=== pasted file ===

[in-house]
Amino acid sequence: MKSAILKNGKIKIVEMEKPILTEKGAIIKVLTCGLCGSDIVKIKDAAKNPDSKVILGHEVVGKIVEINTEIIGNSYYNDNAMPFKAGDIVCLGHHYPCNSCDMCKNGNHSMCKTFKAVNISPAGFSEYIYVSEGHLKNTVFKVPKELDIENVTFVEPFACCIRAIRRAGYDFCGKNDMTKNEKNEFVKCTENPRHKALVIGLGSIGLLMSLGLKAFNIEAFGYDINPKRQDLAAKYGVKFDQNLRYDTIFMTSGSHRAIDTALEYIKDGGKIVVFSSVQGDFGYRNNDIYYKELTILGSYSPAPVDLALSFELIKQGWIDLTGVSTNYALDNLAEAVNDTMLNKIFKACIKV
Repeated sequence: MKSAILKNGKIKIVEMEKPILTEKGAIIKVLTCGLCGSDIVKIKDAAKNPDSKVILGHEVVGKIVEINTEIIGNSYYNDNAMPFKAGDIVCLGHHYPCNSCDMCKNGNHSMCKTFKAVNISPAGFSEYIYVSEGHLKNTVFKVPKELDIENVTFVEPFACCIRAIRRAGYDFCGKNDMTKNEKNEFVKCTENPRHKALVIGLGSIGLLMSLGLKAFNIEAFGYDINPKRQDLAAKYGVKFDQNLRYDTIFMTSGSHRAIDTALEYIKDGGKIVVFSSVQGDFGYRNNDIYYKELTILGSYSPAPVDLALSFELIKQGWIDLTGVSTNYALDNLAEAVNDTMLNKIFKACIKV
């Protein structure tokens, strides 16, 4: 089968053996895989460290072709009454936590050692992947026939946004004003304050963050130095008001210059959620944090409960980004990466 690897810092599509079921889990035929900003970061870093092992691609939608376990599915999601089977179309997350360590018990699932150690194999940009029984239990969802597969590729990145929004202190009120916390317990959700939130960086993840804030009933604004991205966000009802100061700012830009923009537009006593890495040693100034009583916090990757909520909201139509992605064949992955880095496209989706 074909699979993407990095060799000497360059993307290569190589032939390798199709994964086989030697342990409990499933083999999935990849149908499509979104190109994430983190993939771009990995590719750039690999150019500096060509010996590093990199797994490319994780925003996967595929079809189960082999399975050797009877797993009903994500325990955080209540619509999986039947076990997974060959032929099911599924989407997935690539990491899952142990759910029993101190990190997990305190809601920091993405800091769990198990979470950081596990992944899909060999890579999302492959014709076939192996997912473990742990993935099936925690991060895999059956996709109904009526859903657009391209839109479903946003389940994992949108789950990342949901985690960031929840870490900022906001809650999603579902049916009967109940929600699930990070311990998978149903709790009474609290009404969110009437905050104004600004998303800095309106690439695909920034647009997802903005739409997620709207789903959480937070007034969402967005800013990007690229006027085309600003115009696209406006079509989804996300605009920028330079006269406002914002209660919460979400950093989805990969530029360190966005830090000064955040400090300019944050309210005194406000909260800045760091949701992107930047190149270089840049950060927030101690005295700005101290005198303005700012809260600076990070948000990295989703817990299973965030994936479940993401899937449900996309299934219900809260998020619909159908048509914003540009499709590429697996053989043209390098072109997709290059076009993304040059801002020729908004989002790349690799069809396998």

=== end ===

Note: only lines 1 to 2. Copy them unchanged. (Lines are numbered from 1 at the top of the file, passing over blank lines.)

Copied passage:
[in-house]
Amino acid sequence: MKSAILKNGKIKIVEMEKPILTEKGAIIKVLTCGLCGSDIVKIKDAAKNPDSKVILGHEVVGKIVEINTEIIGNSYYNDNAMPFKAGDIVCLGHHYPCNSCDMCKNGNHSMCKTFKAVNISPAGFSEYIYVSEGHLKNTVFKVPKELDIENVTFVEPFACCIRAIRRAGYDFCGKNDMTKNEKNEFVKCTENPRHKALVIGLGSIGLLMSLGLKAFNIEAFGYDINPKRQDLAAKYGVKFDQNLRYDTIFMTSGSHRAIDTALEYIKDGGKIVVFSSVQGDFGYRNNDIYYKELTILGSYSPAPVDLALSFELIKQGWIDLTGVSTNYALDNLAEAVNDTMLNKIFKACIKV